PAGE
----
To be able to nourish another being in such an intimate way is an extraordinarily powerful feeling, and I was awestruck by my body’s capability. Sure, I loved the side effects — I basically ate whatever I wanted for a year without caloric repercussion and rocked never-before-experienced cleavage. My body image has been through the roof for the first time since… ever? But it was the cozy closeness — lying in bed together in the very early morning, stroking her blonde hair and holding her hand as she ate — that I craved and adored. Plus, she’s basically never been sick, and as her one-month doctor’s check-up progressed to her two-, four- and six-month appointments and she kept growing and growing, I felt an awesome sense of pride.

But with the all-time high came the all-time lows. I cried – A LOT. My husband and I bickered like never before. I’ve struggled significantly with anxiety and had an embarrassingly tough time striking a balance between work and parenthood. I looked like hell from the shoulders-up, thanks to cavernous under-eye circles, shedding hair and a skin tone whose matching Clinique foundation would be called Anemic. But breastfeeding was easy for the two of us, and it quickly became one of my favorite experiences ever.

Now, I’m packing away my nursing tanks and I feel like crying. For the past 13 months, I have cycled through these five tops, day in and day out. I have slept in them, planned outfits around them, worn them to Starbucks when they were stained with milk splotches and out to dinner at nice restaurants, dressed up with tight jeans and boots. They are black, black, grey, grey and navy blue with white lace trim, and they, along with my breast pump and impressive collection of plastic bottle parts, have essentially defined me.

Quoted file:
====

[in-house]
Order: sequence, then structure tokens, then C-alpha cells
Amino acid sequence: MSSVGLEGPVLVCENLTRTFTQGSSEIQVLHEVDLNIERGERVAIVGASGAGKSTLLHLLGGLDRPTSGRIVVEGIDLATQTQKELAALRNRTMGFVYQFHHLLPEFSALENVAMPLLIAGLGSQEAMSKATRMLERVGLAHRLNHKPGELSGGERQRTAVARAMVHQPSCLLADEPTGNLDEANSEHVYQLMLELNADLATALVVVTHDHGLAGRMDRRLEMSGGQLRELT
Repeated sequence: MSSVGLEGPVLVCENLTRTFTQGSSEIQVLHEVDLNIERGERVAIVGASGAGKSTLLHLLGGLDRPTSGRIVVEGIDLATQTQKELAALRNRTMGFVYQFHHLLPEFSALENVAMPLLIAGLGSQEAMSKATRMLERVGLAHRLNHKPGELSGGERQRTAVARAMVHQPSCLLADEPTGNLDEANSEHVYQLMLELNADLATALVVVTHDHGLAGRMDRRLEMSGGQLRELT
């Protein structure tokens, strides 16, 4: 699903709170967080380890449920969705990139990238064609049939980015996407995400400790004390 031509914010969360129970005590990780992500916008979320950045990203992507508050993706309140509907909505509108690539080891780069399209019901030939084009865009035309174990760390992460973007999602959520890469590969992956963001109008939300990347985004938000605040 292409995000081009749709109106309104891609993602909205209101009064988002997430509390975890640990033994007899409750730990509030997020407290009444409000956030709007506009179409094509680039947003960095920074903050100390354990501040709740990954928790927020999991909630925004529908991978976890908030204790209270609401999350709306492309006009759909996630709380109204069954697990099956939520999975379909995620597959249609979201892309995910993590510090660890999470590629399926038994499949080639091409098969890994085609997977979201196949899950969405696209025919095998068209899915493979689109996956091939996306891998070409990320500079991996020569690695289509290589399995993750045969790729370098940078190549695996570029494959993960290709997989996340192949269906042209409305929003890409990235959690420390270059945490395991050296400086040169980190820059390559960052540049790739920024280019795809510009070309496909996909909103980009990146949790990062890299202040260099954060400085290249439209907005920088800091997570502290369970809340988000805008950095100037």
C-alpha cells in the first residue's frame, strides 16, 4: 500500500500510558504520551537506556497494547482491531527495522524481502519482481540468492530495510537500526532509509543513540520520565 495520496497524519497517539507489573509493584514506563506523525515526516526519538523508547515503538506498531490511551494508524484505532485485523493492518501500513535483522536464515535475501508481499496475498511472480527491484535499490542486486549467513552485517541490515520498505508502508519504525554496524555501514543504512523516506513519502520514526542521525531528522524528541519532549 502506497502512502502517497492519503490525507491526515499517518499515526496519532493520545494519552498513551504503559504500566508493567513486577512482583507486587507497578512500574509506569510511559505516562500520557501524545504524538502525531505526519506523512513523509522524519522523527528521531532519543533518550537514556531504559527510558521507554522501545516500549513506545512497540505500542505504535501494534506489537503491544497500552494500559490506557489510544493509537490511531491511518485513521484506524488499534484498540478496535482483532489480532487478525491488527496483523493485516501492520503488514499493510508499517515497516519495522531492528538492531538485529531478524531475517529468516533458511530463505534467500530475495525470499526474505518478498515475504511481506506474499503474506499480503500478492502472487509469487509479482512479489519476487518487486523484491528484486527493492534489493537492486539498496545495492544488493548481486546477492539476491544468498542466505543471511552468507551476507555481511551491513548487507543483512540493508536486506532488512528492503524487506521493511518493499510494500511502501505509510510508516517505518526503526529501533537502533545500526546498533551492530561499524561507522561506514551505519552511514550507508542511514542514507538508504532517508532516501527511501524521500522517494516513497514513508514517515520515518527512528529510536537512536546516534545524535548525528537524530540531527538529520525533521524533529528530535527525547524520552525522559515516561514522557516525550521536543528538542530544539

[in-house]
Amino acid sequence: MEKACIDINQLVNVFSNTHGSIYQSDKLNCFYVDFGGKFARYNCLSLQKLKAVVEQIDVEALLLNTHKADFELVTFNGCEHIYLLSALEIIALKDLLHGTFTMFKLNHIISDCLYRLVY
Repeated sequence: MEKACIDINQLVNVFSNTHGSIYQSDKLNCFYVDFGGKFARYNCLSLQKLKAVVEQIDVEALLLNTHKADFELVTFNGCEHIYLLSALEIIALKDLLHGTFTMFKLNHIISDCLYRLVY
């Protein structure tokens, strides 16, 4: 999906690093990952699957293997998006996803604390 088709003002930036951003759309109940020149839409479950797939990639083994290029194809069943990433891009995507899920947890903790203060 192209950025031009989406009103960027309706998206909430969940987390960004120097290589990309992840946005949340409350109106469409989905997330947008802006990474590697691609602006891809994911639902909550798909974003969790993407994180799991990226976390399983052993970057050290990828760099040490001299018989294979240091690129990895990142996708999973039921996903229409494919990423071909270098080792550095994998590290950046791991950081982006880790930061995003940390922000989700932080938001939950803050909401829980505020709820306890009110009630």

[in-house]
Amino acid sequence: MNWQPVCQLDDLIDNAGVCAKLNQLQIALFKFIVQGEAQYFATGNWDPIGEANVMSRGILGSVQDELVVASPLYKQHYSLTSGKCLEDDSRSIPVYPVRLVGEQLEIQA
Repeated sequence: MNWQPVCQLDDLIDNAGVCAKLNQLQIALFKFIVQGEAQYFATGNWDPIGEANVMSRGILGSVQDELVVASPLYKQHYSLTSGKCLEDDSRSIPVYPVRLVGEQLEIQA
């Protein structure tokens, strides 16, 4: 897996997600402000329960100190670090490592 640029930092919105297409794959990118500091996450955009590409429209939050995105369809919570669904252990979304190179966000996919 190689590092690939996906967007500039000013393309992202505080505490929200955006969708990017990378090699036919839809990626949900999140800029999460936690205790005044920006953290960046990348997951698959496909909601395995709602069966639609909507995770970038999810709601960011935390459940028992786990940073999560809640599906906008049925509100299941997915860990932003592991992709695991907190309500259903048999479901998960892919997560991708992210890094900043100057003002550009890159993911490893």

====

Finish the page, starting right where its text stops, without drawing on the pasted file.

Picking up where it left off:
And now it's time to stop nursing. A good friend suggested that, rather than picking a final date in the future and approaching it with dread, why not decide after the fact that, “Hey, maybe yesterday was my last session”? That way I’d enjoy the final nursing without realizing that’s what it was. So that's what I did. Over the course of two months or so, I ramped down from five sessions a day to one. Then I left for an overnight business trip — I even brought my pump with me — but when I returned, I decided it was time. So I don’t exactly remember the last session; they’re all kind of blended together in one composite memory. And what a lovely memory it is.

How did you know it was time to stop nursing? Was it hard for you to let go?

PHOTO: Veer / The Bump